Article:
By Robin L. Flanigan
Rochester Democrat and Chronicle
Sophie, an affectionate Pembroke Welsh corgi, is in the back yard helping us test a gadget that claims to translate dog barks into human language. The message that filters through her wireless microphone into the palm-sized transmitter in my hand is clear:
It's an expletive.
Bowlingual is a Japanese import from the Takara Corp., the same company that brought us Transformers in the 1980s and dancing flowers in the '90s. Program your canine's breed, gender and name, then wait for the yips and woofs, which get turned into some 200 sentences, such as "These are my rules," "Did you hear that?" and "I've got a funny feeling."
Potentially huge market
More than 250,000 Bowlinguals have sold in Japan since debuting late last year. With the United States home to more than six times the number of dogs in Japan - more than 60 million of them live here - Takara is hoping the overseas launch is worth the time it took to convert the devices to English.
Bowlingual, which hits the market this month and will be sold at Brookstone and some department stores - comes with a $120 price tag, entering the already lucrative $30 billion pet-product market.
"This company's going to make a fortune, I'll tell you that much," says Melissa Cocola, a certified dog trainer from Penfield, N.Y. "People will grasp at anything out there to understand their dog a little bit better. But I see this as a Fisher-Price toy. I hope people don't read too much into it."
Takara says such skepticism is natural, especially given the temperamental prototypes - one of which we tested - that at times translate during silence or refuse to translate despite numerous barks. Spokesman Peter Harwood guarantees that the glitch will be fixed before the machines are sold.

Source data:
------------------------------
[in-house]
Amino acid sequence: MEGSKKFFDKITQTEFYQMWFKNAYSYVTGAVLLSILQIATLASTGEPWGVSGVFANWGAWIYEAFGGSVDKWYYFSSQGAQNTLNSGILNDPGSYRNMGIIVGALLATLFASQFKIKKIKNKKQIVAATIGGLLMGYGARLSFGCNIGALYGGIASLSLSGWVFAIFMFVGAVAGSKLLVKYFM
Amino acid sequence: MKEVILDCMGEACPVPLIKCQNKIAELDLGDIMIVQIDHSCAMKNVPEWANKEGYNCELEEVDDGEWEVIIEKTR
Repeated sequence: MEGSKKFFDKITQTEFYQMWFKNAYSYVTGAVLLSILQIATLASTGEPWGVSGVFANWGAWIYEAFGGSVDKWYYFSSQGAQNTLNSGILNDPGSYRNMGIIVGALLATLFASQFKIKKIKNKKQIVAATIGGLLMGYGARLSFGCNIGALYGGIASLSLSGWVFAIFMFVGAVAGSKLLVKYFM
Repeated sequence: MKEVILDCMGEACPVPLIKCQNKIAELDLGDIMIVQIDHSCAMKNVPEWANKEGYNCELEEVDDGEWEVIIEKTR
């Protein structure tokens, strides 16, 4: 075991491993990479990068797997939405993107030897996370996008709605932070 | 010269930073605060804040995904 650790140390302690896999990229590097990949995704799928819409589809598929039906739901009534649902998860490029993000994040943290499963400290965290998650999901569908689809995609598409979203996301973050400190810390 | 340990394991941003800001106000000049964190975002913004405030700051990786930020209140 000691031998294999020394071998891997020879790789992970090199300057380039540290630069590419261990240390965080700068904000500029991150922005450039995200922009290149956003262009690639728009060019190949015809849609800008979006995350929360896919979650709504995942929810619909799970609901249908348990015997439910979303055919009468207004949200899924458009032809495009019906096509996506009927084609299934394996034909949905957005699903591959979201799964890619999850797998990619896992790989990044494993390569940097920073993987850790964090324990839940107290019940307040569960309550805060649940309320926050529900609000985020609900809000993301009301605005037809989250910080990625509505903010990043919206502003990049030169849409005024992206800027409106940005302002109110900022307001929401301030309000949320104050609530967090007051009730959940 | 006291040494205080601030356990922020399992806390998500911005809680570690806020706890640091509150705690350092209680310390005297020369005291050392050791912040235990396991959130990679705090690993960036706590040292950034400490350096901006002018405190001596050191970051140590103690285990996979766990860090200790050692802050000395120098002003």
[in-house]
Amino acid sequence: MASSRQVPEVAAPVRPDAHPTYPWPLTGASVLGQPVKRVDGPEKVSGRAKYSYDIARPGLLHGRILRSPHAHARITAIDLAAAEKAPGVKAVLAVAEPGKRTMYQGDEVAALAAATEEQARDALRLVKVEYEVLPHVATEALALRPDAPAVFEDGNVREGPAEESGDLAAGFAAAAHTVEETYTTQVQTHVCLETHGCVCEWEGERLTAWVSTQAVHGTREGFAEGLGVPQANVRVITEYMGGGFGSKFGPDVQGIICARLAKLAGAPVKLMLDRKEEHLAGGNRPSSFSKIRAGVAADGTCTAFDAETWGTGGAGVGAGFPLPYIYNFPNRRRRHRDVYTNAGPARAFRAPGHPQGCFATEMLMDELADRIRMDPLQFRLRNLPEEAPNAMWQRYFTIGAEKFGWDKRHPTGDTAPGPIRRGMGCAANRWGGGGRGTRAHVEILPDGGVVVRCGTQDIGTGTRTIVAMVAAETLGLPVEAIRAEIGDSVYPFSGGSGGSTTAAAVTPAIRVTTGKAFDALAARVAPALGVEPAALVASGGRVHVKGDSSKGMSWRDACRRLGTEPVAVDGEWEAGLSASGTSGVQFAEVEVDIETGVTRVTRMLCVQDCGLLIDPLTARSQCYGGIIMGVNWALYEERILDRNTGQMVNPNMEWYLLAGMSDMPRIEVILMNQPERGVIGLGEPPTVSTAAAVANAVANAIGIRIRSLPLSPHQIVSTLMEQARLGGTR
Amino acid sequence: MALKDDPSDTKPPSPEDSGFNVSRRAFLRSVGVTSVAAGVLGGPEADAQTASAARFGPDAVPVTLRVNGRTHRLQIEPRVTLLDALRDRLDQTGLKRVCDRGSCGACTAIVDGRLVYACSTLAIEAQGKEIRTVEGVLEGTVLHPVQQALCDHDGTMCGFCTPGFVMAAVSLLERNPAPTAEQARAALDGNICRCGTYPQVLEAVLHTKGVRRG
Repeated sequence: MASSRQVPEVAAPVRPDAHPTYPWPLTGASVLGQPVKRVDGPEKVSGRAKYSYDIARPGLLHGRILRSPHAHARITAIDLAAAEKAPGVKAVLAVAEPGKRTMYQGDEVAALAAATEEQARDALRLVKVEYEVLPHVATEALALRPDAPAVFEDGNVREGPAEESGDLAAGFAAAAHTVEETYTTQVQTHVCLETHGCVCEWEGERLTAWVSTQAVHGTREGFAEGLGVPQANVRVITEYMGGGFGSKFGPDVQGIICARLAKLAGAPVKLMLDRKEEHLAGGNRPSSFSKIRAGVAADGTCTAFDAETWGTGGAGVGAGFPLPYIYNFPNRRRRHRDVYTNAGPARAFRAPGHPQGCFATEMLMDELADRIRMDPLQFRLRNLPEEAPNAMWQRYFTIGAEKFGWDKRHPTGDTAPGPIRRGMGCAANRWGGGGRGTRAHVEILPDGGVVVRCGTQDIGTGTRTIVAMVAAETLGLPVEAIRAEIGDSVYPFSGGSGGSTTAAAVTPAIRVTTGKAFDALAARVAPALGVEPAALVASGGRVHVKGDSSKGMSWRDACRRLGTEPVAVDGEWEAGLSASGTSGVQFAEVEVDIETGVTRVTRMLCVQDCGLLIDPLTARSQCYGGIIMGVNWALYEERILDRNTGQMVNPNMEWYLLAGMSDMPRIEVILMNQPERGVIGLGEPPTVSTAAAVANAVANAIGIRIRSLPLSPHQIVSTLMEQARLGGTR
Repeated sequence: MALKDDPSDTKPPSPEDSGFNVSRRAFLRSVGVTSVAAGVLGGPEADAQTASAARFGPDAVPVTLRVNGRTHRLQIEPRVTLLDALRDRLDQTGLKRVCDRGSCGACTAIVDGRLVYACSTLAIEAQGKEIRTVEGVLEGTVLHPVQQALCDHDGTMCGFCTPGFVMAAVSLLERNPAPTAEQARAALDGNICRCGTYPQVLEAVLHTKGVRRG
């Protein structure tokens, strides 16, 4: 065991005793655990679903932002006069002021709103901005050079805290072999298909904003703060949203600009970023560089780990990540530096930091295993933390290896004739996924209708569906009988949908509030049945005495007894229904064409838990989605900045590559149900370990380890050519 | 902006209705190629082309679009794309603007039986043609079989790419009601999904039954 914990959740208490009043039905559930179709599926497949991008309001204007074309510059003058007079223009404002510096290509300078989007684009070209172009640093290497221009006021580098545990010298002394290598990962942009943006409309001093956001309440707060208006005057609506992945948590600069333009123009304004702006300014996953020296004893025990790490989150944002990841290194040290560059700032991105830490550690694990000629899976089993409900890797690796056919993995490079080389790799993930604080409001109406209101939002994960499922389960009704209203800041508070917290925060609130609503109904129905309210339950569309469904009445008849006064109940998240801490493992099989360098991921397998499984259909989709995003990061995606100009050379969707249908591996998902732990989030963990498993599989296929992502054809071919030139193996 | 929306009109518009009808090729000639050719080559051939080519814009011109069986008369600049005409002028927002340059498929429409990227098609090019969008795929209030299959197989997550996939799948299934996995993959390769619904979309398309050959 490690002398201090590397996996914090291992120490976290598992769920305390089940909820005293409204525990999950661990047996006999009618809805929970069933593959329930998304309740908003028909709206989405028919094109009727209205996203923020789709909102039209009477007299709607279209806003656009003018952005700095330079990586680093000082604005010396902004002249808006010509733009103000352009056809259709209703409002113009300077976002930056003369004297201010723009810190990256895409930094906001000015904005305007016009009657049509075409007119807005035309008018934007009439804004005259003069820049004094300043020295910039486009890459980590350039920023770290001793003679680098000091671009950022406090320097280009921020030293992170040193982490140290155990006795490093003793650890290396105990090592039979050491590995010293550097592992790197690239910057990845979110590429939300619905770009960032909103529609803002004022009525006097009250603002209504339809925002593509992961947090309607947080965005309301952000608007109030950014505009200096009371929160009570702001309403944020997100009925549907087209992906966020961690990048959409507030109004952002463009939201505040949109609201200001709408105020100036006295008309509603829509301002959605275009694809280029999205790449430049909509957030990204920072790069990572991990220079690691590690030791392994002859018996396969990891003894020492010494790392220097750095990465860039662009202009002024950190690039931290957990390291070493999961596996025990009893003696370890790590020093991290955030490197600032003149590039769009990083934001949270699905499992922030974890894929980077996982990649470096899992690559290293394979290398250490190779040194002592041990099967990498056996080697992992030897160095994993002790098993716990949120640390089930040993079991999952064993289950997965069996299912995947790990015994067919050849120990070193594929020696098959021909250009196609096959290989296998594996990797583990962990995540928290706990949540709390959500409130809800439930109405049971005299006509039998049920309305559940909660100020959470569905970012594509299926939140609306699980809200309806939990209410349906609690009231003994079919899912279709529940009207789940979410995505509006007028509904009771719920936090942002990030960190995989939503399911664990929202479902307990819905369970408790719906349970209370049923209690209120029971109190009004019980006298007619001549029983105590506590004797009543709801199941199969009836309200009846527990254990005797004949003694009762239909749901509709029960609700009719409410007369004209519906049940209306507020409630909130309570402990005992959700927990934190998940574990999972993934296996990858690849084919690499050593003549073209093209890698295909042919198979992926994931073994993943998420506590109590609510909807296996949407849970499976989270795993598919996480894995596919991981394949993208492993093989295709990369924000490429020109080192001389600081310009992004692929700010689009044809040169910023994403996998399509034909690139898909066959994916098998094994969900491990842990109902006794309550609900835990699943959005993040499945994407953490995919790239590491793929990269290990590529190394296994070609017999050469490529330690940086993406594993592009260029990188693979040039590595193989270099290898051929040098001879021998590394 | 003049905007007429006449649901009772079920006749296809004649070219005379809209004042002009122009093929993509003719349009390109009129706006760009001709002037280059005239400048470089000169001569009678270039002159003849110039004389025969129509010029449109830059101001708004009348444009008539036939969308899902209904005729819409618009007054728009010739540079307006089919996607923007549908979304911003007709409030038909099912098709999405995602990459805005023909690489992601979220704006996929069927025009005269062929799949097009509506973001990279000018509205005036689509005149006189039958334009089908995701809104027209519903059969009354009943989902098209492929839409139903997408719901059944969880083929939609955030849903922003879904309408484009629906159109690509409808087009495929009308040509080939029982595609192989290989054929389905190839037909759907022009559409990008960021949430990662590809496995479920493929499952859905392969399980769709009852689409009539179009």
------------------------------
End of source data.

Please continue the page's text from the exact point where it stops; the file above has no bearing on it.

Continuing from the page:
Besides, the company has the reputation of acoustic researcher Matsumi Suzuki behind Bowlingual. Suzuki generated a dictionary of dog vocabulary after years of transforming barks into digital voiceprints. Late last year Suzuki authenticated an audiotape attributed to Osama bin Laden.
Time magazine named Bowlingual one of the best inventions of 2002. Japanese Prime Minister Junichiro Koizumi personally presented two of them to Russian President Vladimir Putin in May during festivities to celebrate the 300th anniversary of St. Petersburg.
The device even won an "Ig Nobel Peace Prize" - for "promoting peace and harmony between the species" - from Harvard University, which annually honors unusual innovations that spur interest in science, medicine and technology. (In the Interdisciplinary Research category, Karl Kruszelnicki of the University of Sydney earned top recognition for his comprehensive survey of belly-button lint.)
Bowlingual also has other functions, including the "Home Alone Mode," which records your dog's barks for up to 12 hours while you're away, and the "Medical Reference Mode," which explains things like normal vital signs, basic emergency steps and 10 signs of cancer.
Cat owners should know that the Meowlingual is under construction and expected to hit store shelves in Japan next March.
But don't break out the catnip just yet. Takara is unsure whether to take its feline version of the translator overseas.
On the Web: www.bowlingual.info
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